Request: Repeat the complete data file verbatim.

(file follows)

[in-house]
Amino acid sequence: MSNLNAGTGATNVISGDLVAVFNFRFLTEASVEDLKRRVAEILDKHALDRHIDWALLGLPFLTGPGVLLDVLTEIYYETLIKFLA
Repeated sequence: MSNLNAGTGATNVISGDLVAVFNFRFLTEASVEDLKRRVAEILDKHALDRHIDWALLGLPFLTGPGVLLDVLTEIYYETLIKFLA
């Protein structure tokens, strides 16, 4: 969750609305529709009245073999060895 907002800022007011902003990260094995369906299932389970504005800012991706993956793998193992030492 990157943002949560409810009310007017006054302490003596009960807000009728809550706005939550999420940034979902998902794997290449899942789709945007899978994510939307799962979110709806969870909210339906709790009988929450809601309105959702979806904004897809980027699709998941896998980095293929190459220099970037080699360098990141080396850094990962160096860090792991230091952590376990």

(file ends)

[in-house]
Amino acid sequence: MSNLNAGTGATNVISGDLVAVFNFRFLTEASVEDLKRRVAEILDKHALDRHIDWALLGLPFLTGPGVLLDVLTEIYYETLIKFLA
Repeated sequence: MSNLNAGTGATNVISGDLVAVFNFRFLTEASVEDLKRRVAEILDKHALDRHIDWALLGLPFLTGPGVLLDVLTEIYYETLIKFLA
């Protein structure tokens, strides 16, 4: 969750609305529709009245073999060895 907002800022007011902003990260094995369906299932389970504005800012991706993956793998193992030492 990157943002949560409810009310007017006054302490003596009960807000009728809550706005939550999420940034979902998902794997290449899942789709945007899978994510939307799962979110709806969870909210339906709790009988929450809601309105959702979806904004897809980027699709998941896998980095293929190459220099970037080699360098990141080396850094990962160096860090792991230091952590376990």